Peirce had an enviable start. He was born to an elite family in Cambridge, Massachusetts. He was handsome and articulate, collected friends in high places—and then spent his career squandering those advantages. Peirce’s father, Benjamin (1809–80), was a professor of mathematics and astronomy at Harvard and an administrator in the US Coast Survey. Grooming his son for science, Benjamin sent Charles to private school and Harvard, from which the boy graduated in 1859 at the age of 19. Then he attended the Lawrence Scientific School, Harvard’s early graduate program in engineering and the sciences (which Benjamin had helped to found), and received a Master of Science degree in chemistry summa cum laude in 1863.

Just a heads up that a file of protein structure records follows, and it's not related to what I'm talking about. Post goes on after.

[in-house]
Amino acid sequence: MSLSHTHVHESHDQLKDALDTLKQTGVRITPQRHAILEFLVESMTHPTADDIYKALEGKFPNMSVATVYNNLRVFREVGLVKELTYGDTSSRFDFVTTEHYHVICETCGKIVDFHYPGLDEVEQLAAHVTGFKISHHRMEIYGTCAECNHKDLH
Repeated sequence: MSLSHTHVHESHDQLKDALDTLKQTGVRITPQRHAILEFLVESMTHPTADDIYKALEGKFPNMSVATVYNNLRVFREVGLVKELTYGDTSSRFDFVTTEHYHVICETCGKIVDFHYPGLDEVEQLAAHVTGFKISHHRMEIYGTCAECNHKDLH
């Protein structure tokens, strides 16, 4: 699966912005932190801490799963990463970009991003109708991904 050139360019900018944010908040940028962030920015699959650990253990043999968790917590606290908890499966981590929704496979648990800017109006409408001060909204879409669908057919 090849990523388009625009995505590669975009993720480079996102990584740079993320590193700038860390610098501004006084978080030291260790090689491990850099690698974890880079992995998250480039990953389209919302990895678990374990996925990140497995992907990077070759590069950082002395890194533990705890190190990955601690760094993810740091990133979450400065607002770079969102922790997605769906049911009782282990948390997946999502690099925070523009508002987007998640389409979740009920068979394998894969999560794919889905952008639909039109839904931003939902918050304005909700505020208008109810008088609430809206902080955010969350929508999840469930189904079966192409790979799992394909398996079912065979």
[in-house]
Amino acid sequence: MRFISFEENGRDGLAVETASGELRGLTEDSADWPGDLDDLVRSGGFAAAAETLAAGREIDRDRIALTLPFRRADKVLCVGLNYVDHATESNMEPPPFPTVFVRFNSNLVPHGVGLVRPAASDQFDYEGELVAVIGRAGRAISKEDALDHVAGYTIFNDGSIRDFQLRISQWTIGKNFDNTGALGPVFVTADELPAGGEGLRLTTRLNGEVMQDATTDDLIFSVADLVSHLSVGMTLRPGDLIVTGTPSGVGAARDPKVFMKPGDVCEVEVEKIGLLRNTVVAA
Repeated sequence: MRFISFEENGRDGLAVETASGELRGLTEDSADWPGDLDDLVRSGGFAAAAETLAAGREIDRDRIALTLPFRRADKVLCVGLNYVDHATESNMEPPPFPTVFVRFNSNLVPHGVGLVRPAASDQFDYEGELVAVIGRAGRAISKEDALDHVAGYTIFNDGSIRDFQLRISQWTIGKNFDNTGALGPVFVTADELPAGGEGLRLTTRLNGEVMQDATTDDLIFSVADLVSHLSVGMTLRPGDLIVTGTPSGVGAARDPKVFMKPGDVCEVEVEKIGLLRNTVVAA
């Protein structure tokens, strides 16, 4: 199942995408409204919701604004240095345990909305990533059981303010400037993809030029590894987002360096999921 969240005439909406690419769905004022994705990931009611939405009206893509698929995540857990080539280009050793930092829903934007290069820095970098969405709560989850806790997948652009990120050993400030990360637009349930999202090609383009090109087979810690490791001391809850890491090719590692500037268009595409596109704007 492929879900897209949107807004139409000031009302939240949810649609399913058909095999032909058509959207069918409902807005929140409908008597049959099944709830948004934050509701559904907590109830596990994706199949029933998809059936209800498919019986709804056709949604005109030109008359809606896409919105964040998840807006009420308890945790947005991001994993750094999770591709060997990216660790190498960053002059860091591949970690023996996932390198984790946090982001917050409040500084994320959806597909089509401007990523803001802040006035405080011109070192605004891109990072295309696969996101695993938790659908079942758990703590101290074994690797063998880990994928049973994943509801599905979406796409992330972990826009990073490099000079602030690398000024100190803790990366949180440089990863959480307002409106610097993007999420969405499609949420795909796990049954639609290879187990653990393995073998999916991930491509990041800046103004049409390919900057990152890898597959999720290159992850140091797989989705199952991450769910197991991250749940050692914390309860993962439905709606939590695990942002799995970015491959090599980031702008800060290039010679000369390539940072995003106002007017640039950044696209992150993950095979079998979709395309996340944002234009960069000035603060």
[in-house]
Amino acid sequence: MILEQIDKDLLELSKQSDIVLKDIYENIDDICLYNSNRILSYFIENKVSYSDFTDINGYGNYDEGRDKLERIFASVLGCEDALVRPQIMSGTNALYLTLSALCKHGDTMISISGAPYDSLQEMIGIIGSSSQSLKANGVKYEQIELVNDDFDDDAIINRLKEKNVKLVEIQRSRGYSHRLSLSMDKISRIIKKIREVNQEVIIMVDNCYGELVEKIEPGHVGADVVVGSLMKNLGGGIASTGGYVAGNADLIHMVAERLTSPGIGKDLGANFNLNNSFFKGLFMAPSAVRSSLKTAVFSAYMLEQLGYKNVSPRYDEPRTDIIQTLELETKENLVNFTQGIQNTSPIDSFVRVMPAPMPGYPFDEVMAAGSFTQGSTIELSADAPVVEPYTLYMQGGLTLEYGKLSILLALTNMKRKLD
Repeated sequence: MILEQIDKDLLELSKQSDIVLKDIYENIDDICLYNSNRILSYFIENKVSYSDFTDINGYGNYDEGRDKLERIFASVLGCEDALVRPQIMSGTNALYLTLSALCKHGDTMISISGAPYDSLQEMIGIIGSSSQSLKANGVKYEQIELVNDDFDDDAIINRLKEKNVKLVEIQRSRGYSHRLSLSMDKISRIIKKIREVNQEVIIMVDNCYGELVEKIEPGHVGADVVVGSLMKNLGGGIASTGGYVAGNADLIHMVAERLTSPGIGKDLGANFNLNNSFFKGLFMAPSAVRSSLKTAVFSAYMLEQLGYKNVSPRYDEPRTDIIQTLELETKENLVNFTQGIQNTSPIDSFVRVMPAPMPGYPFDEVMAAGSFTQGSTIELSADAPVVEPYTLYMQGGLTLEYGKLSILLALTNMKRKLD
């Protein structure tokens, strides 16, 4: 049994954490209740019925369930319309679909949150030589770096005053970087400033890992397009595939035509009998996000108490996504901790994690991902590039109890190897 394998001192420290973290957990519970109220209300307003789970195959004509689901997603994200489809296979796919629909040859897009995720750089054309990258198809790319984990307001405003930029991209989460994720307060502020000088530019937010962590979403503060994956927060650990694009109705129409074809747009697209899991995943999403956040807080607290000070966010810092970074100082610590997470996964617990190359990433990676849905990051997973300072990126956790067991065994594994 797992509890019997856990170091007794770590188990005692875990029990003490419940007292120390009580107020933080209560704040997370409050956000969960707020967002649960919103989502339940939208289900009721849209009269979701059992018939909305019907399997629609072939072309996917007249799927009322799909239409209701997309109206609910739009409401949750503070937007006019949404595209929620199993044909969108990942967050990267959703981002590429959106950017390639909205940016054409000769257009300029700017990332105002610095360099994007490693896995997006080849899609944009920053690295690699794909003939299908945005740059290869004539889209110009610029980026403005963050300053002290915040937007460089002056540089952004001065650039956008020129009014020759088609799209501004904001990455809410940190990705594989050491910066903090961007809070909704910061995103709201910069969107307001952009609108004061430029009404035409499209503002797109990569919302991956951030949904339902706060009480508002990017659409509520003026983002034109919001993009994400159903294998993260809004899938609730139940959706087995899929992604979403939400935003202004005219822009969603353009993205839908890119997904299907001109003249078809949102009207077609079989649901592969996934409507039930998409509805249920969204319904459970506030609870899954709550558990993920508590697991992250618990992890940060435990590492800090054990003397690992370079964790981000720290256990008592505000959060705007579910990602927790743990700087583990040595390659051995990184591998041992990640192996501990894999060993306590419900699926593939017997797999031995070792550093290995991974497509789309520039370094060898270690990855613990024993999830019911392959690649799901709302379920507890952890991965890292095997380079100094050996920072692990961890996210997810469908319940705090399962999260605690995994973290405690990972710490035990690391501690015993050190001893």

Charles was fascinated by logic, viewed himself as a logician, and yearned to work full-time on the subject. But Benjamin, wishing to promote his son’s education and career, arranged a series of scientific apprenticeships. One was with the Coast Survey. Established in 1807, the Survey was the US government’s preeminent scientific agency. In the 1860s it had a high profile because of work in connection with the purchase of Alaska from Russia and with the proposed purchase of Greenland and Iceland from Denmark. Charles’s first official position at the Survey came in 1861, at the beginning of the Civil War, when Benjamin lost an important computational aide and got his son appointed as the replacement. In 1867 Benjamin became superintendent of the Survey, ran the office from Cambridge, and appointed his son first as an aide and then, in 1872, as an assistant directly beneath him in rank.